4. Those bios were absolutely priceless. So specific in their back stories. It’s a delight to see you having some fun in the moment too

  5. Hey Twyla! a Big hug to you! Just know that if you choose one… You’ll look great in any of them, or without any of them. The woman you see in the mirror, that wonderful, talented, fun, amazing human being will still be there to walk with you on the thrilling journey of life, so you’ll always have very good company no matter what!
    Now… Although not a “wig experience” I always had a negative review about my heavy curly hair (and chubby existence) while growing up, and incredibly enough there are those brave ones that at my 46 seem to still have something to say about “them curls”. To some, straight hair, or slightly wavy would be the way to go… I guess to them I don’t look “clean” or “neat” unless I hold them up, I’ve been given unrequested advice from people I bump with, or that haven’t seen in centuries… these are some of those: “Have you thought wearing it straight “? , “You know they have this ION technology…..!”, “I’ve heard of a keratin treatment that straightens your hair forever!” and stuff like that my black ancestor wouldn’t like to hear. Then, I started to make peace with people’s opinion about my hair (you know what opinions are like anyways lol) I wear “them curls” anyhow and time I want, hold them up if I’m hot, leave them down if I care.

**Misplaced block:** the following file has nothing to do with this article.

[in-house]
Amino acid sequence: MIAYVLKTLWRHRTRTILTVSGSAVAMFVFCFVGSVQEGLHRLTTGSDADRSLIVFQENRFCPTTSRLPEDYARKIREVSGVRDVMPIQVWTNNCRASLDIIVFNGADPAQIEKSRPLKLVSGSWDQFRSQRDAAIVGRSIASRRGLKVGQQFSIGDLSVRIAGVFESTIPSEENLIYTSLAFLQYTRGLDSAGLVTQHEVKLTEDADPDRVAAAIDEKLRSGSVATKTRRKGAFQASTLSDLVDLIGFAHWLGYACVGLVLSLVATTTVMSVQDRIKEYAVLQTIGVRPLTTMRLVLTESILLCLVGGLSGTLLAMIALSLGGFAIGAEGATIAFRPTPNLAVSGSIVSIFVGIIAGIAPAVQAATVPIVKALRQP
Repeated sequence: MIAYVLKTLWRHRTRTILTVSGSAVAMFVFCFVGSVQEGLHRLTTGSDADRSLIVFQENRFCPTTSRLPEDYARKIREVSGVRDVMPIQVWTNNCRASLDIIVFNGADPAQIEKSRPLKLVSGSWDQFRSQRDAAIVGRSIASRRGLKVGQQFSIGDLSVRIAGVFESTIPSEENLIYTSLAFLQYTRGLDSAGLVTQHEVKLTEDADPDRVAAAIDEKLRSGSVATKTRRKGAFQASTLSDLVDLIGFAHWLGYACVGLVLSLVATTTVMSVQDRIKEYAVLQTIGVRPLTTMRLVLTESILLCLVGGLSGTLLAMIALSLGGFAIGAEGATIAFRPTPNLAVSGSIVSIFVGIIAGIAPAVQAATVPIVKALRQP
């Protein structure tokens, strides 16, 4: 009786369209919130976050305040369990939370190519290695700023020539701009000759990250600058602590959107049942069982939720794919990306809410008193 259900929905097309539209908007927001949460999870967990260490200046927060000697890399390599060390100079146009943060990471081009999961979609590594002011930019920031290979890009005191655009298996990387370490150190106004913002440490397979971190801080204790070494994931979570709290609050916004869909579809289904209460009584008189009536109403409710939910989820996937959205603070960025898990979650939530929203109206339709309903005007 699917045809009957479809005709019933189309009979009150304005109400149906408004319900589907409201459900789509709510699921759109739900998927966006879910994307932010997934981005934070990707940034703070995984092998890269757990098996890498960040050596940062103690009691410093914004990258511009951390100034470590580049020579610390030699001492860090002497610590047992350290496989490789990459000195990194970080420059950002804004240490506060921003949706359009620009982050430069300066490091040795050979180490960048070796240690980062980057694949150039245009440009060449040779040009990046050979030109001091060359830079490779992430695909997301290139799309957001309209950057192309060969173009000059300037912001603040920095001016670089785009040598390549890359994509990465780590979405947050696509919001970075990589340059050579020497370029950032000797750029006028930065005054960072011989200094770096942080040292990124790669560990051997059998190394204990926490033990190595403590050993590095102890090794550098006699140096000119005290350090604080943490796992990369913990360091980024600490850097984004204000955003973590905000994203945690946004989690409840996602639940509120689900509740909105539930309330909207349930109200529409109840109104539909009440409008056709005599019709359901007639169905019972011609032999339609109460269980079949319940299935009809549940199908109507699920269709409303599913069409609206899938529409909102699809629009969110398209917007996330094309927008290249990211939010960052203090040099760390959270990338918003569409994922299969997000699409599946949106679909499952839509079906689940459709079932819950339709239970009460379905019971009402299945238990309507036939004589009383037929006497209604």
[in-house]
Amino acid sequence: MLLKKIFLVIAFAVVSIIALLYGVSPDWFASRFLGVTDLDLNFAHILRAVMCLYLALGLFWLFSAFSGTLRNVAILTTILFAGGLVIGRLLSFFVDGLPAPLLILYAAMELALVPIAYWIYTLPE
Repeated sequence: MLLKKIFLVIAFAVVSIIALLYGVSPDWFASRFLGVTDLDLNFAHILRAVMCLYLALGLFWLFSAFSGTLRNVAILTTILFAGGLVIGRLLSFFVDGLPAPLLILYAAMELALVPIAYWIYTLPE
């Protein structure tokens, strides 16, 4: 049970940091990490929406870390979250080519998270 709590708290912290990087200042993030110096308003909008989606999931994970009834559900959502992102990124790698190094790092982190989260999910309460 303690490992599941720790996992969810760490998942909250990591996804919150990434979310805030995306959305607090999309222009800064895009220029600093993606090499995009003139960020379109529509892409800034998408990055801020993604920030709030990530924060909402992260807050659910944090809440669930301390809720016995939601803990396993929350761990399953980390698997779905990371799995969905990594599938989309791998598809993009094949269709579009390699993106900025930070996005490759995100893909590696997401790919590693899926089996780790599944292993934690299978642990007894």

1. Thank you, Tania, for those sweet words 🙂 Regarding your glorious curls: I’ve learned that when people criticize someone’s appearance, it’s coming from a place of sadness within themselves. Whatever they say to cut someone down makes them feel superior. So next time someone offers “advice”, pat them on the hand, smile and say, “Thank you for caring so much about me but I’m good.” And just so you know, whenever I see your pic on FB or get a messenger text from you, I see a beautiful sparkly-eyed woman with GORGEOUS hair, a wonderful sense of humour and giant-sized heart. So, please stay as you, k? xoxo

  6. I wore a wig because it made others feel more comfortable. I hated wearing it. But then, I didn’t go into it with the same sense of humour you did. Thanks for the laugh.

    1. It’s really odd being suddenly bald. How do you shirk decades of conditioning of what society has taught us about beauty? Those Breck girls; L’Oreal’s “You’re worth it” campaigns; the aisles in stores stocked floor to ceiling with products, accessories and appliances? Everything a woman needs to have the most beautiful hair possible. And then you’re bald and you don’t need any of that and you look in the mirror and think, “now what?” It’s difficult going from fully tressed to stark naked bald. Definitely not an easy transition and yeah, you can assume the “fuck it I’m fierce” attitude, but it takes a ton of guts to really feel that 100%. So, we try wigs and learn that they’re hot and itchy and most of them look horrible….but at least people don’t give you a second look when they pass you in a store, and sometimes that’s all we need to feel good during a time where feeling good is in short supply. Such is the struggle. xoxo